Painting Blackness: Interview with Self Taught Contemporary Artist Sir Idris

Painting Blackness: Interview with Self Taught Contemporary Artist Sir Idris

Our series of interviews is part of a global discussion on the process, ethos, and practice of digital artists. We are excited to continue to share the experiences of some of the best contemporary artists in the world. We want to gain a better understanding of their process in hopes to inspire generations of African creative artists and technologists. Enjoy!

Idris Habib is a self-taught multi-disciplinary artist whose works evoke his explorations into blackness through portraiture. We were struck by his emotion-filled portraits that reflect his musings on representation, blackness, and aesthetics. We love his play on iconic imagery and figures in his artwork and we are honored to have him share his journey through art. Be sure to follow him.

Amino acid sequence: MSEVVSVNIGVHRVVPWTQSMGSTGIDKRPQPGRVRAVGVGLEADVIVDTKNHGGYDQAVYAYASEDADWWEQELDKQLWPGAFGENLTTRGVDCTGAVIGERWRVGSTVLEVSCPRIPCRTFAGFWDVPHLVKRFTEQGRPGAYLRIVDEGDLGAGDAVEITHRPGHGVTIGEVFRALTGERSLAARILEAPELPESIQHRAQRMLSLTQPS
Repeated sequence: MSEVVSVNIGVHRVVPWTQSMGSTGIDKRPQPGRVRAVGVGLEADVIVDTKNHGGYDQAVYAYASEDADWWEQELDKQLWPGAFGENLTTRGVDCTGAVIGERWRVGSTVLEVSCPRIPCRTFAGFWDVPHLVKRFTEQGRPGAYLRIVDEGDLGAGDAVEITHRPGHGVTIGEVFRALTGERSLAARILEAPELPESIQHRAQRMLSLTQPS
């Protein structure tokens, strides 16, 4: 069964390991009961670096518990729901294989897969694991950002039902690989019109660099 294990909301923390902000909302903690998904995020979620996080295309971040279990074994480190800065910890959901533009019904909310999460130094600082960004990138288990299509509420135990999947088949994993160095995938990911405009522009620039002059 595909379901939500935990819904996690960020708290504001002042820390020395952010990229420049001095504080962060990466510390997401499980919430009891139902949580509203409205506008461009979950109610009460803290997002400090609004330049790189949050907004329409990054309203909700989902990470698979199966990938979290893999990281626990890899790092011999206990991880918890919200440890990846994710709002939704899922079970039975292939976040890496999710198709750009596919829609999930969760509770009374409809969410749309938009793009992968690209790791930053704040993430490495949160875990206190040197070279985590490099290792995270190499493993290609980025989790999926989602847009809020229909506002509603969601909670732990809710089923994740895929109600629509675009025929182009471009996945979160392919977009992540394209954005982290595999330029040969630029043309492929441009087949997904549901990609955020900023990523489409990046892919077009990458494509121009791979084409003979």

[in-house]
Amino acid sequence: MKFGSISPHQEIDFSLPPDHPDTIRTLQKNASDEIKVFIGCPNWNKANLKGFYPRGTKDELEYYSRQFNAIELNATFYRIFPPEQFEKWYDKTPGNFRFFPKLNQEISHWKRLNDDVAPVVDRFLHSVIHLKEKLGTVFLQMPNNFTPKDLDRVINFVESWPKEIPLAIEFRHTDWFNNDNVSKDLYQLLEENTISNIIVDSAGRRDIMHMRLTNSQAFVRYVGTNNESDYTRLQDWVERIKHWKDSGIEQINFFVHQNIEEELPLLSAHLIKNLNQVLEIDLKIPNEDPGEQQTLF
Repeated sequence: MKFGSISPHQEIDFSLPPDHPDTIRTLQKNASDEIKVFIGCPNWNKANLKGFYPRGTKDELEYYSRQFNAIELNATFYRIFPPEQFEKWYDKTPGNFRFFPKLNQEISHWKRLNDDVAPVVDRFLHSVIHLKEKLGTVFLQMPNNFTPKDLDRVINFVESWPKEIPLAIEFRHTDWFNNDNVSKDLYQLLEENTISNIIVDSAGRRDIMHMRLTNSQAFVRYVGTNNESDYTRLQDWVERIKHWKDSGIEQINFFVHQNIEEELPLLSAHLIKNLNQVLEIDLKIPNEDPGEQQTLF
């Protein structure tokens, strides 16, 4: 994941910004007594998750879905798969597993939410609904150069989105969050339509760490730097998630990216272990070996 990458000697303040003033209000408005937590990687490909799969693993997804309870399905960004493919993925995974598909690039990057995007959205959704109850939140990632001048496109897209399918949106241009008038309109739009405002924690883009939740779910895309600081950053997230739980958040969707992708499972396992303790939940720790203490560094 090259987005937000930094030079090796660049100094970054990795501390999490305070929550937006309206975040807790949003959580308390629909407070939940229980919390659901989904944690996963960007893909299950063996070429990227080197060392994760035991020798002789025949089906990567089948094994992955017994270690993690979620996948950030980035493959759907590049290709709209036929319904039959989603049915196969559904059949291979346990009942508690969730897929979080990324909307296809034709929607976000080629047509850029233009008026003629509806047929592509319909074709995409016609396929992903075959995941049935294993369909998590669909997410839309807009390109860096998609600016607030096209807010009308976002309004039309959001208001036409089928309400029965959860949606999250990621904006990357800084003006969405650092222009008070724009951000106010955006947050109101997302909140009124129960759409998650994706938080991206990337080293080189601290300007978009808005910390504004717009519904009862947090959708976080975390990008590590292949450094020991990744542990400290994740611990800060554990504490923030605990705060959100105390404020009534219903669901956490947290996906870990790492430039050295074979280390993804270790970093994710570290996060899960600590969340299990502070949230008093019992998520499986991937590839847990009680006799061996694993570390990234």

Idris, can you please tell us more about yourself, where are you from and how did you begin your journey into art.

I don’t really know how to talk about and or describe myself but I do know one thing for sure that I am very curious about how things came to existence yesterday, today, and tomorrow and yarn to take part in what is to be now and tomorrow. 

I studied marketing as undergrad at Long Island University in Brooklyn and Economics at City College in Harlem as grad student

“I prefer and enjoy making artworks from unconventional mediums, that pleases my mind and soul. I make art for me…”